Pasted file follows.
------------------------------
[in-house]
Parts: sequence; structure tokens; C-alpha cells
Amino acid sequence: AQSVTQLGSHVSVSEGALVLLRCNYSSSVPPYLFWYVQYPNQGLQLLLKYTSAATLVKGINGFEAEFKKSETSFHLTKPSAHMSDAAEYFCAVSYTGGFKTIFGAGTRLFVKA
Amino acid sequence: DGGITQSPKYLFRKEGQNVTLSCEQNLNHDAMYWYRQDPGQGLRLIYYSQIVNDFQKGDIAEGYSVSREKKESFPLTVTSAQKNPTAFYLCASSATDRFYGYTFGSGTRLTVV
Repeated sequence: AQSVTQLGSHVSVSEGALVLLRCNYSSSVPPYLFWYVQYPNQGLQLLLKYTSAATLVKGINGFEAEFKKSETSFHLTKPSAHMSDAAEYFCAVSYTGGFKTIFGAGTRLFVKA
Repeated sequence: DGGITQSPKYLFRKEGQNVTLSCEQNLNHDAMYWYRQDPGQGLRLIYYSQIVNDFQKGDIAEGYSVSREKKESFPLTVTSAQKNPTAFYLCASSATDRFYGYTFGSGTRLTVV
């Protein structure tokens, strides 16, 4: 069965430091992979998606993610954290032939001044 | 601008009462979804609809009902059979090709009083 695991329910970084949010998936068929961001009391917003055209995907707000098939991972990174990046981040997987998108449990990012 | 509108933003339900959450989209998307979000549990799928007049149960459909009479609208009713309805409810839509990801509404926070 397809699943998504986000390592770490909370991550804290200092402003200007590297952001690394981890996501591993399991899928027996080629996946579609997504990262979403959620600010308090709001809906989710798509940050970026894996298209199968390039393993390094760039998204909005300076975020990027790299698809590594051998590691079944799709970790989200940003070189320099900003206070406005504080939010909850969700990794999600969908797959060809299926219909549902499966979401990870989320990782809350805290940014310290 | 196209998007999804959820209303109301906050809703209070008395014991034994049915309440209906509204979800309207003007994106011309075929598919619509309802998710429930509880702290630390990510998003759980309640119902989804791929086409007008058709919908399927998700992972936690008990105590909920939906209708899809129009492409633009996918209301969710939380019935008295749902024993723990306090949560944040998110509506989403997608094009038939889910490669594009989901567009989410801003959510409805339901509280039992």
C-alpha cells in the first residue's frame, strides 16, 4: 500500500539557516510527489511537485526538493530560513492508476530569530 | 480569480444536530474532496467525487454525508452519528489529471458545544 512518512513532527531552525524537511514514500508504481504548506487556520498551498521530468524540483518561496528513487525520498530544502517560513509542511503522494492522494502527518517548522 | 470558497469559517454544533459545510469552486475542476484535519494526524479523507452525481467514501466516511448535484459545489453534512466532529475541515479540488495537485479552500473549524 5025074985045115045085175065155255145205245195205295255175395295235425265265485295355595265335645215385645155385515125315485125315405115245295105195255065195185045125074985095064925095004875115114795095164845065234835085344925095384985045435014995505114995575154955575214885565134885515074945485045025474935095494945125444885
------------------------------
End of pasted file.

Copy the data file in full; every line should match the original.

[in-house]
Parts: sequence; structure tokens; C-alpha cells
Amino acid sequence: AQSVTQLGSHVSVSEGALVLLRCNYSSSVPPYLFWYVQYPNQGLQLLLKYTSAATLVKGINGFEAEFKKSETSFHLTKPSAHMSDAAEYFCAVSYTGGFKTIFGAGTRLFVKA
Amino acid sequence: DGGITQSPKYLFRKEGQNVTLSCEQNLNHDAMYWYRQDPGQGLRLIYYSQIVNDFQKGDIAEGYSVSREKKESFPLTVTSAQKNPTAFYLCASSATDRFYGYTFGSGTRLTVV
Repeated sequence: AQSVTQLGSHVSVSEGALVLLRCNYSSSVPPYLFWYVQYPNQGLQLLLKYTSAATLVKGINGFEAEFKKSETSFHLTKPSAHMSDAAEYFCAVSYTGGFKTIFGAGTRLFVKA
Repeated sequence: DGGITQSPKYLFRKEGQNVTLSCEQNLNHDAMYWYRQDPGQGLRLIYYSQIVNDFQKGDIAEGYSVSREKKESFPLTVTSAQKNPTAFYLCASSATDRFYGYTFGSGTRLTVV
């Protein structure tokens, strides 16, 4: 069965430091992979998606993610954290032939001044 | 601008009462979804609809009902059979090709009083 695991329910970084949010998936068929961001009391917003055209995907707000098939991972990174990046981040997987998108449990990012 | 509108933003339900959450989209998307979000549990799928007049149960459909009479609208009713309805409810839509990801509404926070 397809699943998504986000390592770490909370991550804290200092402003200007590297952001690394981890996501591993399991899928027996080629996946579609997504990262979403959620600010308090709001809906989710798509940050970026894996298209199968390039393993390094760039998204909005300076975020990027790299698809590594051998590691079944799709970790989200940003070189320099900003206070406005504080939010909850969700990794999600969908797959060809299926219909549902499966979401990870989320990782809350805290940014310290 | 196209998007999804959820209303109301906050809703209070008395014991034994049915309440209906509204979800309207003007994106011309075929598919619509309802998710429930509880702290630390990510998003759980309640119902989804791929086409007008058709919908399927998700992972936690008990105590909920939906209708899809129009492409633009996918209301969710939380019935008295749902024993723990306090949560944040998110509506989403997608094009038939889910490669594009989901567009989410801003959510409805339901509280039992």
C-alpha cells in the first residue's frame, strides 16, 4: 500500500539557516510527489511537485526538493530560513492508476530569530 | 480569480444536530474532496467525487454525508452519528489529471458545544 512518512513532527531552525524537511514514500508504481504548506487556520498551498521530468524540483518561496528513487525520498530544502517560513509542511503522494492522494502527518517548522 | 470558497469559517454544533459545510469552486475542476484535519494526524479523507452525481467514501466516511448535484459545489453534512466532529475541515479540488495537485479552500473549524 5025074985045115045085175065155255145205245195205295255175395295235425265265485295355595265335645215385645155385515125315485125315405115245295105195255065195185045125074985095064925095004875115114795095164845065234835085344925095384985045435014995505114995575154955575214885565134885515074945485045025474935095494945125444885